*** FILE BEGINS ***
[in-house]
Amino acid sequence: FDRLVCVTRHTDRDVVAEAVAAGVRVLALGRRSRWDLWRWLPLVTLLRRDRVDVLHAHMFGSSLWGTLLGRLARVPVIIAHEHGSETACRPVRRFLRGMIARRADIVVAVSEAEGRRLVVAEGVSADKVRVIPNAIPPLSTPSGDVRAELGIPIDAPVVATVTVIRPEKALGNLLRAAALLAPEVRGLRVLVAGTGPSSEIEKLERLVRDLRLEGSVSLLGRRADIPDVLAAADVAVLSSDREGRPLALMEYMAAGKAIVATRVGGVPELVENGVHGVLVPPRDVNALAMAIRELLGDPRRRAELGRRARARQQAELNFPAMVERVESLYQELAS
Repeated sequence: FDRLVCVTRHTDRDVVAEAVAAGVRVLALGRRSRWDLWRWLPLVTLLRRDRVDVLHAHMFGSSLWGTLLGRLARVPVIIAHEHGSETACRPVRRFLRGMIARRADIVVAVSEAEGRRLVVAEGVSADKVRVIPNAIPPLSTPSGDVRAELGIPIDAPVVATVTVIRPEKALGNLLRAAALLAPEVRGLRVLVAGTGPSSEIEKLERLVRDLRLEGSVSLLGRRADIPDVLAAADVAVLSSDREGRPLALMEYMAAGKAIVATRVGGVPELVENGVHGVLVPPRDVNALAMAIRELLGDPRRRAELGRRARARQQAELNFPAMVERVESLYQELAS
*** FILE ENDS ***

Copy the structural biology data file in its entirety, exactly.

[in-house]
Amino acid sequence: FDRLVCVTRHTDRDVVAEAVAAGVRVLALGRRSRWDLWRWLPLVTLLRRDRVDVLHAHMFGSSLWGTLLGRLARVPVIIAHEHGSETACRPVRRFLRGMIARRADIVVAVSEAEGRRLVVAEGVSADKVRVIPNAIPPLSTPSGDVRAELGIPIDAPVVATVTVIRPEKALGNLLRAAALLAPEVRGLRVLVAGTGPSSEIEKLERLVRDLRLEGSVSLLGRRADIPDVLAAADVAVLSSDREGRPLALMEYMAAGKAIVATRVGGVPELVENGVHGVLVPPRDVNALAMAIRELLGDPRRRAELGRRARARQQAELNFPAMVERVESLYQELAS
Repeated sequence: FDRLVCVTRHTDRDVVAEAVAAGVRVLALGRRSRWDLWRWLPLVTLLRRDRVDVLHAHMFGSSLWGTLLGRLARVPVIIAHEHGSETACRPVRRFLRGMIARRADIVVAVSEAEGRRLVVAEGVSADKVRVIPNAIPPLSTPSGDVRAELGIPIDAPVVATVTVIRPEKALGNLLRAAALLAPEVRGLRVLVAGTGPSSEIEKLERLVRDLRLEGSVSLLGRRADIPDVLAAADVAVLSSDREGRPLALMEYMAAGKAIVATRVGGVPELVENGVHGVLVPPRDVNALAMAIRELLGDPRRRAELGRRARARQQAELNFPAMVERVESLYQELAS